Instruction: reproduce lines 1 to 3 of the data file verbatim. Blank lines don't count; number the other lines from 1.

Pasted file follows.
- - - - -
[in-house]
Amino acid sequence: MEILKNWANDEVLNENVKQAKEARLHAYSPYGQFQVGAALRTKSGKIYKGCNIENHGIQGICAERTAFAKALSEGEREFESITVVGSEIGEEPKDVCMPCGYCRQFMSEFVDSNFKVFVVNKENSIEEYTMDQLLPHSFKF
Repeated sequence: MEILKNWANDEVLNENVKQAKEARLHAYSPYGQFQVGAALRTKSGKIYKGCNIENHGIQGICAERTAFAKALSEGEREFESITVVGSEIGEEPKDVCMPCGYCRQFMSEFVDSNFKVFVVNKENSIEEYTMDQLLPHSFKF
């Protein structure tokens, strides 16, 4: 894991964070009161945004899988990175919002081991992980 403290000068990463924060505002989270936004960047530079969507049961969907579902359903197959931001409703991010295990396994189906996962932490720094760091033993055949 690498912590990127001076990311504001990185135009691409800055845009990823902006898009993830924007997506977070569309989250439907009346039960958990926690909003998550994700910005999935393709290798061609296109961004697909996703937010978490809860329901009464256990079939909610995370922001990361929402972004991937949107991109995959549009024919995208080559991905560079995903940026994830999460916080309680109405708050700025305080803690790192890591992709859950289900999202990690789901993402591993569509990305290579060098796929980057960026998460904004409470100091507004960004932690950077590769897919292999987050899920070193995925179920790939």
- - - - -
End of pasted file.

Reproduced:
[in-house]
Amino acid sequence: MEILKNWANDEVLNENVKQAKEARLHAYSPYGQFQVGAALRTKSGKIYKGCNIENHGIQGICAERTAFAKALSEGEREFESITVVGSEIGEEPKDVCMPCGYCRQFMSEFVDSNFKVFVVNKENSIEEYTMDQLLPHSFKF
Repeated sequence: MEILKNWANDEVLNENVKQAKEARLHAYSPYGQFQVGAALRTKSGKIYKGCNIENHGIQGICAERTAFAKALSEGEREFESITVVGSEIGEEPKDVCMPCGYCRQFMSEFVDSNFKVFVVNKENSIEEYTMDQLLPHSFKF